Art therapy can illuminate the significance of personal collections that restore memories and also represent personal interests and captivations. The significance of arranging what is already at hand reflects an individual’s visual culture. It shares what has been lived and what is currently being manifested in the course of daily life. Bringing into art therapy these lived expressions, changes the nature of the therapeutic encounter. The art therapist does not start the conversation or structure the session, instead they are a witness to an act that is an encounter with lived possessions. The art is in the act of arrangement, the display of what has been selected, and the assembly of associations. Art therapy is not always about making, but re-making what is close by and relevant.





Pieces Found Along the Way

November 8, 2013

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The Irish artist Tony O’Malley (1913-2003) was well known for his paintings, however his wooden collages or constructions are captivating assemblages of his everyday journeys. The Royal Hibernian Gallery in Dublin has produced an intriguing display of these three dimensional drawings or inscapes. The wooden collages seem to formulate constructions of a home away from home, a series of storyboards portraying O’Malley’s Irish memories while living in Cornwall. Abandoned pieces of wood have found a new purpose within O’Malley’s wall sculptures. Discarded and lost fragments are composed into a new whole, a collection of waste materials transformed into new compositions of meaning.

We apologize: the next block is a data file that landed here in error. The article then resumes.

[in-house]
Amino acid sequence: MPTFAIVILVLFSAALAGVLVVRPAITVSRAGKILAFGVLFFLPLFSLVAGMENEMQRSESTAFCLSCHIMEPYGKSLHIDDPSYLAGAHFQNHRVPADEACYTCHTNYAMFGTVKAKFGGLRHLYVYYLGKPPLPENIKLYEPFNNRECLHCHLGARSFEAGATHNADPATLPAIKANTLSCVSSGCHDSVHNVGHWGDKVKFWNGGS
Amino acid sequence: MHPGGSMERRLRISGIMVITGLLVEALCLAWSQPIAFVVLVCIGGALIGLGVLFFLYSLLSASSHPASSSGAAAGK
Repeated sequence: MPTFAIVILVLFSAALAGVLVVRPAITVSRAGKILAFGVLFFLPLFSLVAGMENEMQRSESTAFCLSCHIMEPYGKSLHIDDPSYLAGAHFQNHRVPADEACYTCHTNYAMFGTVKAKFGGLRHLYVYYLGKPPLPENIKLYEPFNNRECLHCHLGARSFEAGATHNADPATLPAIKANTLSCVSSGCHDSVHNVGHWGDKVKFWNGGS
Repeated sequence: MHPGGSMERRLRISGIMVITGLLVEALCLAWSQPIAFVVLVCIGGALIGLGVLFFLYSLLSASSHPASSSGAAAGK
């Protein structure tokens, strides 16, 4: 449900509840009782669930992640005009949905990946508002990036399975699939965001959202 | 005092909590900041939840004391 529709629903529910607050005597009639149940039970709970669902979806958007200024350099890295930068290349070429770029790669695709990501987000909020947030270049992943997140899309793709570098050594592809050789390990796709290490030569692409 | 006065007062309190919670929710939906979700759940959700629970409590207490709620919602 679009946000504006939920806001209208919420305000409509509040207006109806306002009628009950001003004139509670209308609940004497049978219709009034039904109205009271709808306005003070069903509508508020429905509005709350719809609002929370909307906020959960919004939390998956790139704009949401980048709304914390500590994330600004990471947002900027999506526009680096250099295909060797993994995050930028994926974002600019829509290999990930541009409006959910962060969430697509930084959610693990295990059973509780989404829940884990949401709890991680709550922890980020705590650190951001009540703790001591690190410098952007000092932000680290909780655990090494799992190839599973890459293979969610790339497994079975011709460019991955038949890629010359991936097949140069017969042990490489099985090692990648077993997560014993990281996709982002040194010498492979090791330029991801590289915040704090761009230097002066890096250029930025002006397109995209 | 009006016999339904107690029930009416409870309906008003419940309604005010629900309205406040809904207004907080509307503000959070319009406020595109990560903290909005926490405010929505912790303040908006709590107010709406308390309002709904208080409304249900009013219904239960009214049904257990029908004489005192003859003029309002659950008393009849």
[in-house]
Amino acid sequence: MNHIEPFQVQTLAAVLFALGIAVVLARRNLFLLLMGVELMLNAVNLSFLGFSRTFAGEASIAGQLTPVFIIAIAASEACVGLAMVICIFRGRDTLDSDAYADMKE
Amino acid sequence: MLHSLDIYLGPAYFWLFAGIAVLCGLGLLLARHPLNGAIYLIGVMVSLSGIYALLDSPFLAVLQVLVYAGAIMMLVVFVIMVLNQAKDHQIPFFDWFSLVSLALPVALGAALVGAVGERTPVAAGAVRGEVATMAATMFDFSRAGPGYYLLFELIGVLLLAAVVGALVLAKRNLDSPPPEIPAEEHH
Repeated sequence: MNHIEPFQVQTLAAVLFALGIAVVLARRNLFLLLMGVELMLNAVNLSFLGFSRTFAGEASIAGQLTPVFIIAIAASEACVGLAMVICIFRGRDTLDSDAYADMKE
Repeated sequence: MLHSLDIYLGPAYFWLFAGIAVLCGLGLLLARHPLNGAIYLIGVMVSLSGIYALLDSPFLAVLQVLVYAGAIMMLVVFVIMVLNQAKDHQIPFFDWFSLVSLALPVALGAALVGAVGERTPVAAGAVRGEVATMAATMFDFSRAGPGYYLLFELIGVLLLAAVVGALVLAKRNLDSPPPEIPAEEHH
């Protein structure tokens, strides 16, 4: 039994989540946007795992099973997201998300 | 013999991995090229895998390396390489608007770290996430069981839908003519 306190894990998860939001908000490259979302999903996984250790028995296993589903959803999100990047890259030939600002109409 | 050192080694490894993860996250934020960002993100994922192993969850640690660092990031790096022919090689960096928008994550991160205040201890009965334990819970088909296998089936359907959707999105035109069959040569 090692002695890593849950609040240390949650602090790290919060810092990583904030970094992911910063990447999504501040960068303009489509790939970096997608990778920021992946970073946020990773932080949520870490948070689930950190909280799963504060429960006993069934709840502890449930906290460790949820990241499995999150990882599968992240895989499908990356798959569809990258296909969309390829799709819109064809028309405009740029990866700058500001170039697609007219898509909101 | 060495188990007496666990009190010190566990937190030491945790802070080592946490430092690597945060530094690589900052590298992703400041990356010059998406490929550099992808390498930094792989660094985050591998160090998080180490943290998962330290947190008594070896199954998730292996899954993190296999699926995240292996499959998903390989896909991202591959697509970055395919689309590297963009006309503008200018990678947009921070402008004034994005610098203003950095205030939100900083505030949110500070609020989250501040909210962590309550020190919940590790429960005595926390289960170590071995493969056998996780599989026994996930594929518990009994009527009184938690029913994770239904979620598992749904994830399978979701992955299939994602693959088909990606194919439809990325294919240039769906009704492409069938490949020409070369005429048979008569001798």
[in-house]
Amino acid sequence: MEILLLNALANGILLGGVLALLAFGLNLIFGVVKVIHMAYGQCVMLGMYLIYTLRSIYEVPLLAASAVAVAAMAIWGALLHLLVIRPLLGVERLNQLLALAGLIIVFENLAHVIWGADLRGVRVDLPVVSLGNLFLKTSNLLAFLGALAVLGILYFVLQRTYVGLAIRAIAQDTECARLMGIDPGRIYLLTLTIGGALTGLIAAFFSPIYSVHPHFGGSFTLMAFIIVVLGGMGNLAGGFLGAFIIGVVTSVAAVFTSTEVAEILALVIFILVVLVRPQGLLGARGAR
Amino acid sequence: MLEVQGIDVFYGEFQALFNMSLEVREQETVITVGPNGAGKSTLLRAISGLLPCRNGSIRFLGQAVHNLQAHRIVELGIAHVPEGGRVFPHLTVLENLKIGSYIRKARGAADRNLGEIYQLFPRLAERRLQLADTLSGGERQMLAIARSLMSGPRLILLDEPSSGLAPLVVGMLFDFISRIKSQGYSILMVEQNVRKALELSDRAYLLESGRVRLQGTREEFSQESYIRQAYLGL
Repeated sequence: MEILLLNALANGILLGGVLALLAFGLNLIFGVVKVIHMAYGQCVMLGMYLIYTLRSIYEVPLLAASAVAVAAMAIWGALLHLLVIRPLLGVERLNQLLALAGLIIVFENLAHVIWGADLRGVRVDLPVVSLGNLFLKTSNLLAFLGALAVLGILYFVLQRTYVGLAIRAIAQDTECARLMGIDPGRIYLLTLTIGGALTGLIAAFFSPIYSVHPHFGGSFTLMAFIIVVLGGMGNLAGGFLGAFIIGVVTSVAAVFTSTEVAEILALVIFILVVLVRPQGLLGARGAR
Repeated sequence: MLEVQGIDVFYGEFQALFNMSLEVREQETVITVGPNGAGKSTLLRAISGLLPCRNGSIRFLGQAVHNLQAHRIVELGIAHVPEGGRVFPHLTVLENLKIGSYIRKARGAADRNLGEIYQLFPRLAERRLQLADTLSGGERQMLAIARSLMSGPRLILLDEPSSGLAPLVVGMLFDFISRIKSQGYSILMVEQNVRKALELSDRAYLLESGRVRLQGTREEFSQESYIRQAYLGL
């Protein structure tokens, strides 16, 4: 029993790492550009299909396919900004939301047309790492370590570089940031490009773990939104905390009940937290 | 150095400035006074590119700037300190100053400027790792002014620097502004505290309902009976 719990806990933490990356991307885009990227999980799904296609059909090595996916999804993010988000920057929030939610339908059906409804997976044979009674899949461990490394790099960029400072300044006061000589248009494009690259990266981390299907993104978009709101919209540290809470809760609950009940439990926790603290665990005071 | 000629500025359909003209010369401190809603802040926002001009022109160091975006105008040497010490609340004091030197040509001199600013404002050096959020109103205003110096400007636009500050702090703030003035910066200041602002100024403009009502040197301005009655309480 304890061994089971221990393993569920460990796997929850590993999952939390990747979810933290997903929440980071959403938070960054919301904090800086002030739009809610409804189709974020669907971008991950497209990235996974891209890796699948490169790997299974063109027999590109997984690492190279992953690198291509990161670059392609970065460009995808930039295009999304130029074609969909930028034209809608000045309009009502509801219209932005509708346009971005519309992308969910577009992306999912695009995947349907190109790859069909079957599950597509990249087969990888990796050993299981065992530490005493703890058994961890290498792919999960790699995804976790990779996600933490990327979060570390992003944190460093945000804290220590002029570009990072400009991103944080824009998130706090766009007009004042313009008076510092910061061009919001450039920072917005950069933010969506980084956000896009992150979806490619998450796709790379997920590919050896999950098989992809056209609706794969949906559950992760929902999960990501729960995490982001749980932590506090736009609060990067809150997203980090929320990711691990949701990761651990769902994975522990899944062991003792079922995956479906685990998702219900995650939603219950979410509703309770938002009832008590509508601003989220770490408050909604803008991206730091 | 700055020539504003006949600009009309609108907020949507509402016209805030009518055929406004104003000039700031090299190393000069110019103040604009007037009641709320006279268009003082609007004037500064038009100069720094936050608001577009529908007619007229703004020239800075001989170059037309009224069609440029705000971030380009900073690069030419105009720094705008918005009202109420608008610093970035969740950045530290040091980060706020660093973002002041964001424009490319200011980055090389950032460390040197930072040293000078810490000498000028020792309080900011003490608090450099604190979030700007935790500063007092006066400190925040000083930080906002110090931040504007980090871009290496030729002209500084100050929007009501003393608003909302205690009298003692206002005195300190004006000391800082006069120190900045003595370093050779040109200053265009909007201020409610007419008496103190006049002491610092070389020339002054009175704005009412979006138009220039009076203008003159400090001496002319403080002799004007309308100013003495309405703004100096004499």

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O’Malley is a self taught artist who began generating artworks in his 40’s. His constructions are composed of wood, string, yarn, nails, and oil paint. The compositions are personal symbols, re-instating the discarded into a reclaimed dignity. The collages forge new relationships; they are collections from walks deeply felt. Wandering, finding what is needed, and making odd things come together is an art. It is a formulation of personal icons, that could also find a place within art therapy.

In O’Malley’s sculptural collages, there is a sense of reconfiguring what could easily be forgotten. He integrates what has been lost into the found. Bits of string, yarn and nails hold pieces together. There is a sense of being in O’Malley’s work shed when viewing these artworks. A work shed with wood, tools, twine, hooks, fixings, and paint cans, a personal space for rummaging and reconstituting meaning. The shed as an enclosed studio or cabin of the imagination, holding found and hardware materials in drawers, shelves, and workbenches. The sound of hammering, the smell of paint, and a process of inscribing lines on the surfaces of old relics of once functional items.


O’Malley’s constructions are the materials of a personal memoir, the inscapes of a traveller walking down beaches and back roads searching for more of himself. The found pieces of his journeys are not unlike pages of a journal, each a fragment of memory, a collection of passages.

Photos: From the exhibition Tony O’Malley Constructions, at the Royal Hibernian Academy Gallery in Dublin. 

Everyday Readymades

October 24, 2013


Photo: Everyday Objects by Rhea Batz

“Experimentation also involves attention to the normally unnoticed” (Allan Kaprow, Essays on the Blurring of Art and Life)